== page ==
4. Provide Plant Cover
Frogs and toads are tasty snacks to predators like birds, foxes, or even cats. Giving them plenty of safe areas to hide and take cover makes your yard even more attractive to them.
Plant understory ferns, native wildflowers, shrubs, grasses, and other native, leafy plants around the base of trees and water sources to attract frogs. More vegetation also offers them plenty of bugs to eat.
5. Don’t Trim Foliage
Like the plants mentioned above, the foliage on trees, shrubs, and bushes provides a natural habitat for tree frogs.
Keeping trees, shrubs, and bushes full offers protection and cover while also encouraging more insects and food for the frogs
6. Use Outdoor Gardening Lights at Night
Having an outdoor garden light on at night attracts bugs like moths. For tree frogs that hunt at night, having an area where these bugs are concentrated makes catching them a lot easier.
Solar powered lights are a great option that are cost effective and environmentally friendly. These lights are waterproof and feature adjustable settings. Plus they’re attached to stakes, so setting them up is a breeze.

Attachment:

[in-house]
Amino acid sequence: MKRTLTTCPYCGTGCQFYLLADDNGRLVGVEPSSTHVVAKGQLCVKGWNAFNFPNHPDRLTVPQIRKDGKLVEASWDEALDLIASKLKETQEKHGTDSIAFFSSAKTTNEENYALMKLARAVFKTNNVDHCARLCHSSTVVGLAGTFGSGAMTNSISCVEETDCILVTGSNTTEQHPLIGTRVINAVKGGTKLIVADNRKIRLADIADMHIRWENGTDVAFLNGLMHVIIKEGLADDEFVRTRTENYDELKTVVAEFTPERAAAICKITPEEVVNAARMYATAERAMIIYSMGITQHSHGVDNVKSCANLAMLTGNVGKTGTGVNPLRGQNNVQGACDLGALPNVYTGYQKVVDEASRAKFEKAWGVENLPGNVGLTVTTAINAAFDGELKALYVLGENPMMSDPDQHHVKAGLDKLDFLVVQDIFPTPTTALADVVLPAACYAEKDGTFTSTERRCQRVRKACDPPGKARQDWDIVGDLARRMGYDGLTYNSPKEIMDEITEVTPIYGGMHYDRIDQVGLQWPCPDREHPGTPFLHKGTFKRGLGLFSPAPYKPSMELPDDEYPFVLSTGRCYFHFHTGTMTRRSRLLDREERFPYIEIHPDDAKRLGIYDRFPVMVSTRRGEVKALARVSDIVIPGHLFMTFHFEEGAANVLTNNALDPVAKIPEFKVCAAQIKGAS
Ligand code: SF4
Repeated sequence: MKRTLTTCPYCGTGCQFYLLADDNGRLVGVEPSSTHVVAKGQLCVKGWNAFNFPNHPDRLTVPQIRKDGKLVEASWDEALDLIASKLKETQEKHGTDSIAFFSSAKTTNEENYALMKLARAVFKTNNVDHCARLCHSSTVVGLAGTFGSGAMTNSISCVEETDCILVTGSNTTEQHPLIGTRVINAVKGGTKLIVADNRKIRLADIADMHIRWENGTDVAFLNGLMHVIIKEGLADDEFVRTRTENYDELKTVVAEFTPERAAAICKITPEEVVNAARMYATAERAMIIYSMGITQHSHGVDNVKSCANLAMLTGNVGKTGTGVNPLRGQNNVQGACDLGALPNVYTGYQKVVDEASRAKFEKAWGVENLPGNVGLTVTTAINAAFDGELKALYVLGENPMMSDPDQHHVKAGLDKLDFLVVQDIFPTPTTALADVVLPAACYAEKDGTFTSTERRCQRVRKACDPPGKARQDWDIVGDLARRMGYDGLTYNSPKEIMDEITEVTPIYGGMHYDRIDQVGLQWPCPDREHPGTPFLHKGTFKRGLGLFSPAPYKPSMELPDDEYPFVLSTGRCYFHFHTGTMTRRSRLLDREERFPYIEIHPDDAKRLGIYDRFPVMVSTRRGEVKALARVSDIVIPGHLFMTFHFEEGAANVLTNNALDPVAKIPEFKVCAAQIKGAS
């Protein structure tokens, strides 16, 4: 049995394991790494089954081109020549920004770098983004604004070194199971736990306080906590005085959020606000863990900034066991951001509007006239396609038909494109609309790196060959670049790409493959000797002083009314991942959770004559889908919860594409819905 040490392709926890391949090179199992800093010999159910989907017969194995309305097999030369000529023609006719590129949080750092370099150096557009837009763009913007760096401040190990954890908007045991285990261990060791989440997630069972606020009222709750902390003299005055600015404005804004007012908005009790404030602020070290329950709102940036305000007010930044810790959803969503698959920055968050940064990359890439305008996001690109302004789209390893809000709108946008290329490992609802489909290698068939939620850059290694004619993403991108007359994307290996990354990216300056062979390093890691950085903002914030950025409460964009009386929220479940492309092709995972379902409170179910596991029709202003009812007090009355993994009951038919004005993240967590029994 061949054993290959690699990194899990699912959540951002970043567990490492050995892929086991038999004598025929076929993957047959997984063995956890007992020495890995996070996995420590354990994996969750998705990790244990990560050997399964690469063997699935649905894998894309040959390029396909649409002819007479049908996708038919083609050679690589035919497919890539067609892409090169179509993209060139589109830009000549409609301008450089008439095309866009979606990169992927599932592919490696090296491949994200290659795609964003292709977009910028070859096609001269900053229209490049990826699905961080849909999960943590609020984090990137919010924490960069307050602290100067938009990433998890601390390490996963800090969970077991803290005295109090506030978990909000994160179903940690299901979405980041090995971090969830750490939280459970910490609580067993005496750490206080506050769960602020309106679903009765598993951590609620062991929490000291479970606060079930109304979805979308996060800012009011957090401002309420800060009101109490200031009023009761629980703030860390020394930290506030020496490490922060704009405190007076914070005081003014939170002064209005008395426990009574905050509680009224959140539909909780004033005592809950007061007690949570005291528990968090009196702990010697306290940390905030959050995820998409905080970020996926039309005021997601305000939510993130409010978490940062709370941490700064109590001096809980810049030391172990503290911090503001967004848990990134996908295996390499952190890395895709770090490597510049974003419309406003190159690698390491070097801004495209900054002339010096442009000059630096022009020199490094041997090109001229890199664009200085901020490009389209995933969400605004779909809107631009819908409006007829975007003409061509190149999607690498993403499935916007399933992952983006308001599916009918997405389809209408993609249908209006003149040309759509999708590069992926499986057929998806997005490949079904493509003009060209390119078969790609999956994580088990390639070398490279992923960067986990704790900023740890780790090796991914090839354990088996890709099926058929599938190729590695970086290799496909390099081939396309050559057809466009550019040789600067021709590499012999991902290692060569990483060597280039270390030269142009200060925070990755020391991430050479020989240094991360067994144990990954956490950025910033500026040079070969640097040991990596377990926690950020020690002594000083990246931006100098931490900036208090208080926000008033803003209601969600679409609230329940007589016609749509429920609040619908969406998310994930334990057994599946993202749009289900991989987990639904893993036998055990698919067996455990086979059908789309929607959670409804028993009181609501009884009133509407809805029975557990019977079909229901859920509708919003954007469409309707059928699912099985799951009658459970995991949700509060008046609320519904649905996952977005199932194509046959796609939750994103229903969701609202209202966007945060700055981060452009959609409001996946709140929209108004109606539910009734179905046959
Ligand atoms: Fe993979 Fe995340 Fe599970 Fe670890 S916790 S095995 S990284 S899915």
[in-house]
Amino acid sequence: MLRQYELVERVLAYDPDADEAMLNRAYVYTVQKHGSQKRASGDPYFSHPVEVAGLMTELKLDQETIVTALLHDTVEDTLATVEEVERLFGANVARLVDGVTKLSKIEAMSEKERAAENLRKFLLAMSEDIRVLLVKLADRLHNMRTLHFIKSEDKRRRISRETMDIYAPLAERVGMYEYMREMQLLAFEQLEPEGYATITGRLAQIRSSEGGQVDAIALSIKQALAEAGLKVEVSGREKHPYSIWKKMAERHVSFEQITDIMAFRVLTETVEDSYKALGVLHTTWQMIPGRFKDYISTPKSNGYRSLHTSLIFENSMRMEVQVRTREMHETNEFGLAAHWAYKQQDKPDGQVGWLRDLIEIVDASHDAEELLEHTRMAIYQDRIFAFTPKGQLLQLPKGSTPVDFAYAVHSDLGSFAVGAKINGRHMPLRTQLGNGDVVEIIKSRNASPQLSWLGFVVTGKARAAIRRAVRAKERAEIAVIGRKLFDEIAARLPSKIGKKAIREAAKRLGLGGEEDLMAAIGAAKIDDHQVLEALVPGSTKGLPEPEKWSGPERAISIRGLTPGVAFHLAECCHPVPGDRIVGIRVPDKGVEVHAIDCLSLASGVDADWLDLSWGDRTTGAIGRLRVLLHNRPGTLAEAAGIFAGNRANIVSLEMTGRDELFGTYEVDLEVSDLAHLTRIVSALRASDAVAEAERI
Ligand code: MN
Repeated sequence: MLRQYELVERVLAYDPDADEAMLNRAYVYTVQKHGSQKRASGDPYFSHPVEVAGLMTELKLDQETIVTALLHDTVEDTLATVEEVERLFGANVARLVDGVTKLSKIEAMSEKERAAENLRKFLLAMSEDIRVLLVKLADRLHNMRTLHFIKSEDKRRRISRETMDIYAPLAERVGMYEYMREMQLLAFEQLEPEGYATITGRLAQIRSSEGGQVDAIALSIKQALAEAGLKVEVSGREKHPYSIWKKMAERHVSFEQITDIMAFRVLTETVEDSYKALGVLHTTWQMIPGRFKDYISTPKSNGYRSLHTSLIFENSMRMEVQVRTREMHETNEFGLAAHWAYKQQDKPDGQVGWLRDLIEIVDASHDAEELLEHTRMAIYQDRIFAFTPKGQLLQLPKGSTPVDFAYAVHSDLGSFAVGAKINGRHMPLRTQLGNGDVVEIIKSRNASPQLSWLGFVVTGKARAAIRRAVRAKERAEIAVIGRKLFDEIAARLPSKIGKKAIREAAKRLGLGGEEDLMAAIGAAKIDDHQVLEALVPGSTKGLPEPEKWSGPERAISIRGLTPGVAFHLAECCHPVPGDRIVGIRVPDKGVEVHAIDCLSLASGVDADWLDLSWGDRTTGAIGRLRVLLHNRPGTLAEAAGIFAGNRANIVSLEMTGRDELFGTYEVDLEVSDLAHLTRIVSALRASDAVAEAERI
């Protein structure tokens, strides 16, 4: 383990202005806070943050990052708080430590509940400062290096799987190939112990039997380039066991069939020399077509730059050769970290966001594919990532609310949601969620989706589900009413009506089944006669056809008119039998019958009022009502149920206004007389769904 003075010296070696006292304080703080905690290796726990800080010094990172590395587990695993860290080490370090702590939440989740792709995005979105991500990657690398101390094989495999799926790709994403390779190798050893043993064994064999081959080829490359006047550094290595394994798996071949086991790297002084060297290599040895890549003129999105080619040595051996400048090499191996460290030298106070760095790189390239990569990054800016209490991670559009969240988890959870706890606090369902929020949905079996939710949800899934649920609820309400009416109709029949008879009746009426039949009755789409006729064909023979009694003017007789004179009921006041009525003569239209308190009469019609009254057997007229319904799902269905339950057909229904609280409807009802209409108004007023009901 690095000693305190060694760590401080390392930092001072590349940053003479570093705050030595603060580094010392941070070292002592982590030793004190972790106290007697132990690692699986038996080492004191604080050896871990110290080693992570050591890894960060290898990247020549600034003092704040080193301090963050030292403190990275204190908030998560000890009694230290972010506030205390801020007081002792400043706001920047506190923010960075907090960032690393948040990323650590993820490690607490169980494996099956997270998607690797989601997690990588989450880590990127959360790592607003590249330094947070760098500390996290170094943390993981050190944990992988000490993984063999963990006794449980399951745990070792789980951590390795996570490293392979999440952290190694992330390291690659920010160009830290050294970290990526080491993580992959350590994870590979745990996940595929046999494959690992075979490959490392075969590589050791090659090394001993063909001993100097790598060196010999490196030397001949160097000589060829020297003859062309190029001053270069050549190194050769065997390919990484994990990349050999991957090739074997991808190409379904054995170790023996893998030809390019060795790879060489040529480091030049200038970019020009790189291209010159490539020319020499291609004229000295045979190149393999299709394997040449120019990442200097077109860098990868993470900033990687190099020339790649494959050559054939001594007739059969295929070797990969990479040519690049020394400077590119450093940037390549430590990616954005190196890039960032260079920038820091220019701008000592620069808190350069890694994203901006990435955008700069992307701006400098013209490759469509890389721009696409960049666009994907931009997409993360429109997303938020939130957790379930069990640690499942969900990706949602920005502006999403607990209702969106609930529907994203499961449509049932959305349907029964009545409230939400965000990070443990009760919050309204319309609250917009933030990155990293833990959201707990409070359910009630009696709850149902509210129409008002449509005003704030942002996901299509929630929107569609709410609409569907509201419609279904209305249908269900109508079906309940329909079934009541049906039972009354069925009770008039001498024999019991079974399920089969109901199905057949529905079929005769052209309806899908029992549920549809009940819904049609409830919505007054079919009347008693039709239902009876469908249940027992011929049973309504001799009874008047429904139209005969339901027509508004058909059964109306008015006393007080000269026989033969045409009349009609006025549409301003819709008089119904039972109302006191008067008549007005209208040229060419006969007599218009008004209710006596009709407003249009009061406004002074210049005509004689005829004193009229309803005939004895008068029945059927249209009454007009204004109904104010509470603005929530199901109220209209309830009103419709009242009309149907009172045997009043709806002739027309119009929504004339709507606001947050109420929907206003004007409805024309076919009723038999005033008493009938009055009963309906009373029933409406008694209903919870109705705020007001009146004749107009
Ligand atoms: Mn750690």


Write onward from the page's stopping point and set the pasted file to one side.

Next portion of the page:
7. Be Patient
So you’ve completed all the above steps and still haven’t seen or heard a single tree frog. Don’t worry, it doesn’t mean you’ve done anything wrong — sometimes it just takes a while for frogs to come and inhabit your yard.
If you really want to speed up the process, try buying tadpoles and stocking your pond with them. Be careful to choose native species, though. Introducing invasive, non-native frog species is detrimental to the local ecosystem.